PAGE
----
Are you ready to declare your company secure against attacks from cyberterrorists?
If youre not, get moving. The odds are increasing that in the not-so-distant future, legislators will make corporate America adhere to yet-to-be-defined best practices in cybersecurity.
Just as the Sarbanes-Oxley Act of 2002 is designed to assure investors that corporate financial records are properly prepared and accurate, and the Health Insurance Portability and Accountability Act mandates procedures for maintaining and exchanging medical information, the processes used to secure data and computing resources may face compliance legislation.
Rep. Adam Putnam (R-Fla.) last fall drafted the Corporate Information Security Accountability Act of 2003, which would require companies to secure their information systems. The bill has not gone before the House of Representatives, but the proposals in Putnams draft as well as other recommendations are being batted about in a working group created by the subcommittee Putnam chairs, the Government Reform Subcommittee on Technology, Information Policy, Intergovernmental Relations and the Census.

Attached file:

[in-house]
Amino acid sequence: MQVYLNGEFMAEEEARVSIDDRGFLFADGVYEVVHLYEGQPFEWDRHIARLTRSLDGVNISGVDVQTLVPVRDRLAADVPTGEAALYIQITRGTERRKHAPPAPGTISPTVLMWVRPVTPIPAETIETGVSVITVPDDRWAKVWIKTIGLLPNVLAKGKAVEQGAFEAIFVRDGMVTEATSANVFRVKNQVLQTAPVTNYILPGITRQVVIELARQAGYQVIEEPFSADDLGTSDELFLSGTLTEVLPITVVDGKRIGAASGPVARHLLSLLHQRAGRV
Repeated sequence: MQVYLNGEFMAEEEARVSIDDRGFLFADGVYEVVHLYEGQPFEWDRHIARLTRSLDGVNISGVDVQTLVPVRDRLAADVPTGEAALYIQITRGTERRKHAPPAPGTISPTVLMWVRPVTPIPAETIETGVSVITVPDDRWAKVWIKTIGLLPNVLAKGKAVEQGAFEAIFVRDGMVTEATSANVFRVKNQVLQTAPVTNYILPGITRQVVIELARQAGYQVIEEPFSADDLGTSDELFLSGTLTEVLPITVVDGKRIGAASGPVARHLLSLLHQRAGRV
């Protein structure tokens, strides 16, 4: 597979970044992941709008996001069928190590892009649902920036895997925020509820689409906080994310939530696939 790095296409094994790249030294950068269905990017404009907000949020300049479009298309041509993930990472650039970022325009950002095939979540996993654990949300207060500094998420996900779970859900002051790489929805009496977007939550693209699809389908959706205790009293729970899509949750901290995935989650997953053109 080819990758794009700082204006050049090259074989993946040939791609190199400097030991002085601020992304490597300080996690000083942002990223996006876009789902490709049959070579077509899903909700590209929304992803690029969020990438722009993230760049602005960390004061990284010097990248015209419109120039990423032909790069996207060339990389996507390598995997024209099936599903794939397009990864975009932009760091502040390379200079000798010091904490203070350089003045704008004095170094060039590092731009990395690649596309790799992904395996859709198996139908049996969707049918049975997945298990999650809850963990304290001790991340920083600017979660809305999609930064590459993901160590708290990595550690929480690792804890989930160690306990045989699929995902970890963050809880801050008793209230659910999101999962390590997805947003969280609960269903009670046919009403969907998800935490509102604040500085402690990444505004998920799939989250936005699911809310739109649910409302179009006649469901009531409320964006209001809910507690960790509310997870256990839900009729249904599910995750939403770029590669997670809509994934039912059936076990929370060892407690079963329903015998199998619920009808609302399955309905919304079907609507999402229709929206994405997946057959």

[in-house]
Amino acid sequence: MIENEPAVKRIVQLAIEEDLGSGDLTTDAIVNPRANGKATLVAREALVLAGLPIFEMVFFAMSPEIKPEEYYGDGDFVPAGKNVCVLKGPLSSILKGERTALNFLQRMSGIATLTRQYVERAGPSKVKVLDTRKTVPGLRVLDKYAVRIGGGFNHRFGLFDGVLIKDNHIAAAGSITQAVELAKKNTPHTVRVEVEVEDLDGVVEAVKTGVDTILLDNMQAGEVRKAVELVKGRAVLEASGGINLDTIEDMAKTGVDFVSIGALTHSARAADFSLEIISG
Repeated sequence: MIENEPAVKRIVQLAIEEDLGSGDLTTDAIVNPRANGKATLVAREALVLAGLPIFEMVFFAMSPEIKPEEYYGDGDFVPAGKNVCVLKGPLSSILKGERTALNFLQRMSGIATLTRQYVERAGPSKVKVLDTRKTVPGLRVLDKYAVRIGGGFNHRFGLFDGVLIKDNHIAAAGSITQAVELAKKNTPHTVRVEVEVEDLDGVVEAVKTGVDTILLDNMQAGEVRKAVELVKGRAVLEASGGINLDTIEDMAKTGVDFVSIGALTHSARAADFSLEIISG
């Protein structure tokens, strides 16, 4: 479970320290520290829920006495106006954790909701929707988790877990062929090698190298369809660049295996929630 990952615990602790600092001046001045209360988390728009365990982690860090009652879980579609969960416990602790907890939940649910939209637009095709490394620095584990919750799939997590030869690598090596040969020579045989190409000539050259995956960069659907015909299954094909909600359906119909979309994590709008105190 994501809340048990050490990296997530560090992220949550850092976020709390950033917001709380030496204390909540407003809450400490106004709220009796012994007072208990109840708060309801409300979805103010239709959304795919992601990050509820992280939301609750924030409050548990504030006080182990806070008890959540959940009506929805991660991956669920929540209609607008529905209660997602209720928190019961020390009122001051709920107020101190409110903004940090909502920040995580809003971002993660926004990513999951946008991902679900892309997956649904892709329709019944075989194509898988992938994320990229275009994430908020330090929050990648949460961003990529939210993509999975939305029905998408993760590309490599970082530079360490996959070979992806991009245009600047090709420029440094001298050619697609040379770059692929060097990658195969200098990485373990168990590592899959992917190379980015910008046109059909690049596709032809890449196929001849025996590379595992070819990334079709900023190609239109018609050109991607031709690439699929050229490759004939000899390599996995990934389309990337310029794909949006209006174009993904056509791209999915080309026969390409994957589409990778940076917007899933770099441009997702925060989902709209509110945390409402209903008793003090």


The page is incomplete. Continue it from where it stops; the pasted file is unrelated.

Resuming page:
In the name of protecting national infrastructure, you may be asked to conduct annual security audits, produce an inventory of key assets and their vulnerabilities, carry cybersecurity insurance and have your security measures verified by independent third parties, if the core features of the proposed legislation make it to the floor of the House.